Don’t call it a comeback.
Before there was streetwear, there was urban streetwear, which consisted of brands that were a direct product of hip-hop culture.
Walk into any retailer today, whether it’s a big-box chain or a luxury department store, and there are traces, reinterpretations and sometimes replicas of urban streetwear pieces from brands such as Fubu, Phat Farm, Rocawear, Sean John and others that hit their peak during the late Nineties and early Aughts.
While brands including Guess, Nautica and Calvin Klein have capitalized on this Nineties trend with capsule collections targeting a younger consumer — Guess partnered with A$AP Rocky and Nautica tapped 19-year-old rapper Lil Yachty — urban streetwear brands have yet to do the same.
In some cases, it’s intentional as former teen favorites have opted to grow along with their customers and stop chasing a fickle young consumer. But for others, the industry says it’s impossible to make a major comeback given the current marketplace.
“I don’t want to make clothes for Millennials,” said Russell Simmons, who founded Phat Farm in 1992. “That’s not my brand.”
Simmons is instead concentrating on his new Los Angeles yoga studio and active line, which are both called Tantris — during the phone interview, he requested that flower petals be scattered around the studio’s Om — along with Argyleculture, a men’s wear brand he introduced in 2008 that’s sold exclusively at J.C. Penney.
Argyleculture caters to a multicultural customer Simmons calls the “urban graduate,” who has grown up with him and is looking for an alternative to Polo Ralph Lauren, Tommy Hilfiger and Calvin Klein.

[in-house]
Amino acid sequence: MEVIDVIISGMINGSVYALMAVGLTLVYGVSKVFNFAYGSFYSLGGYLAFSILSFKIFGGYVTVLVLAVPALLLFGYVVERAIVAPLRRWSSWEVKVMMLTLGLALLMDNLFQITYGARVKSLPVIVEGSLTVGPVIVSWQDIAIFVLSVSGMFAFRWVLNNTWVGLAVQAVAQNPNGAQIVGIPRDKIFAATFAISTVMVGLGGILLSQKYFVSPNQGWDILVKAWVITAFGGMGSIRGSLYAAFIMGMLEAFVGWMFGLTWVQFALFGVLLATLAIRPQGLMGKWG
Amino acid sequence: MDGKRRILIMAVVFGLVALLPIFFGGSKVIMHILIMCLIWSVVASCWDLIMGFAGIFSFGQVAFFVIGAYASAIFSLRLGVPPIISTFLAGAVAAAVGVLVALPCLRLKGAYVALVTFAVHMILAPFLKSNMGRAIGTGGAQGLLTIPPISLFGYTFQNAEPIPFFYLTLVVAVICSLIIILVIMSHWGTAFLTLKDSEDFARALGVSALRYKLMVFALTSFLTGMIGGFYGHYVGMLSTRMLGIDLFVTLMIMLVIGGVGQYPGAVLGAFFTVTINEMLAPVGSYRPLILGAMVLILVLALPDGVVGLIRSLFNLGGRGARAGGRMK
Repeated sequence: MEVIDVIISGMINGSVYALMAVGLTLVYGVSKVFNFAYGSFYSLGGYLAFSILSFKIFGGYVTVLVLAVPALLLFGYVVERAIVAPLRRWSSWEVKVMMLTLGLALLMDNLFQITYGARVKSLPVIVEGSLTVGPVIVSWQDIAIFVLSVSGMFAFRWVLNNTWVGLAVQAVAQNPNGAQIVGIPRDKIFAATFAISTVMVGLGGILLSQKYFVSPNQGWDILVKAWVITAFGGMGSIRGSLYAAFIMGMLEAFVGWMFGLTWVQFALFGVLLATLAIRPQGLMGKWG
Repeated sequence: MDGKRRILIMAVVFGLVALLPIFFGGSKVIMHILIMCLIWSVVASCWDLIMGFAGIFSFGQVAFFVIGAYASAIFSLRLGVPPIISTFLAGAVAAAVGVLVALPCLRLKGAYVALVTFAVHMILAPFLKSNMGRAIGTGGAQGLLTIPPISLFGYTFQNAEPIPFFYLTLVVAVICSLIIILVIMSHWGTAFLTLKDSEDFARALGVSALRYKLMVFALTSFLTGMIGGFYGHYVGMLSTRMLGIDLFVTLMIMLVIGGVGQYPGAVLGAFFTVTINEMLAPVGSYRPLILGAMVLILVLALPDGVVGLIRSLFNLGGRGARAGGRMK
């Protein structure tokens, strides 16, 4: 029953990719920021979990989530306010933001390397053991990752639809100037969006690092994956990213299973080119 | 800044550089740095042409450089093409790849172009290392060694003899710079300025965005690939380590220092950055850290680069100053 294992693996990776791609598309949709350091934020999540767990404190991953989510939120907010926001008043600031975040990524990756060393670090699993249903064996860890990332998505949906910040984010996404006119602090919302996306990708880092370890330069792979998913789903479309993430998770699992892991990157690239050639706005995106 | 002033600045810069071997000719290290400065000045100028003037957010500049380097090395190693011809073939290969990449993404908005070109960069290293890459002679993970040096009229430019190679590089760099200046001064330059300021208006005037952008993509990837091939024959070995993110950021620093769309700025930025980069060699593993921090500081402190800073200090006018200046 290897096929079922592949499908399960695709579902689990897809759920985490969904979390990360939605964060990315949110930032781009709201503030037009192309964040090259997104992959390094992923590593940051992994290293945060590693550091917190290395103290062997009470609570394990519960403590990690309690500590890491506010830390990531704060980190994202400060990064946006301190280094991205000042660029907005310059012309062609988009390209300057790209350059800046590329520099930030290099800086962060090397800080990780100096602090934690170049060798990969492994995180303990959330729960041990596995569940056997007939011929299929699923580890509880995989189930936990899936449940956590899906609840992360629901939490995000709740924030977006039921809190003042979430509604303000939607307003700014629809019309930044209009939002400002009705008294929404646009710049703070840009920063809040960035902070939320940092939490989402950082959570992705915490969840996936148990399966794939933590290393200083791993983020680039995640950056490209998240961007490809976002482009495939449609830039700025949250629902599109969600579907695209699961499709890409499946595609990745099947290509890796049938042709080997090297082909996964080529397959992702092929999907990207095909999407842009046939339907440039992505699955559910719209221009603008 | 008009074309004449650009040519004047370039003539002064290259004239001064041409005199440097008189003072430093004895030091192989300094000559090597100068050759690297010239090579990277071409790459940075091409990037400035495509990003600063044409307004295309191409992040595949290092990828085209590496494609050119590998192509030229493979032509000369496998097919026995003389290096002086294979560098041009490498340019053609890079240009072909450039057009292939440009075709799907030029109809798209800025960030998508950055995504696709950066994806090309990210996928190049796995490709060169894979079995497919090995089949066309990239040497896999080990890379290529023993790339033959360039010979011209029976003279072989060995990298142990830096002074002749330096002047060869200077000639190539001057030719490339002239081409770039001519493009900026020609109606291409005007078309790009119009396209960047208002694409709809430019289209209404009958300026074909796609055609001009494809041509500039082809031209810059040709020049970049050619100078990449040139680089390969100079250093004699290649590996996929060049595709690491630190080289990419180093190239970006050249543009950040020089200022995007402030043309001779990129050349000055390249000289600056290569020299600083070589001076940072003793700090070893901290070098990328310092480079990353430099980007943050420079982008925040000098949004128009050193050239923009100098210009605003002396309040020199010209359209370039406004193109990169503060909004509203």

The idea to abandon Phat Farm and create a new brand for a new customer came from Glen Farraye, president of the Simmons Design Group, who was tasked by Kellwood Corp. with reviving Phat Farm when it acquired the label in 2004 for $140 million.
“Phat Farm’s business had basically dissolved and nobody knew why,” said Farraye. “I said, ‘Russell, you can’t connect with teenagers because you are 50 years old. You need to reconnect with your audience from a mature point of view.’”
Both Simmons and Farraye agree it would be hard for urban streetwear brands, including Phat Farm, to reassert themselves in the market in an impactful way. But Farraye believes this is the typical trajectory of young men’s brands, which are usually hot for 10 to 15 years before losing momentum, whereas brands that don’t chase a youth-oriented customer have a longer shelf life.
Kevin Leong, who used to design for Phat Farm and is presently the creative director for Lil Wayne’s Trukfit collection, agrees.
“The youth culture always wants something different,” said Leong. “The younger brother doesn’t want the same thing as his older brother. During the Nineties, brands like Polo and Tommy solidified their position in the marketplace as classic and core aspirational brands, but urban brands were never able to do this because they were always replaced by a new version.”
Leong said young shoppers are interested in graphics, colors and prints that urban streetwear brands touted, but they prefer a more tailored silhouette. And instead of wearing full ensembles from one brand, they pick and choose pieces from a variety of popular streetwear lines with somewhat morose names, including Fear of God, Anti Social Social Club, Brain Dead, No Vacancy Inn and Off-White.
“Right now kids are interested in brands that have a perspective and people that have a perspective,” said James Whitner, owner of the Whitaker Group, which operates a chain of streetwear and sneaker specialty stores throughout the U.S., including Social Status, Prosper, A Ma Maniére and APB. “Look at Anti Social Social Club. The kids are going crazy about that brand. They are interested in those brands because they are curated really well, distribution is very tight and their stories matter and resonate with them.”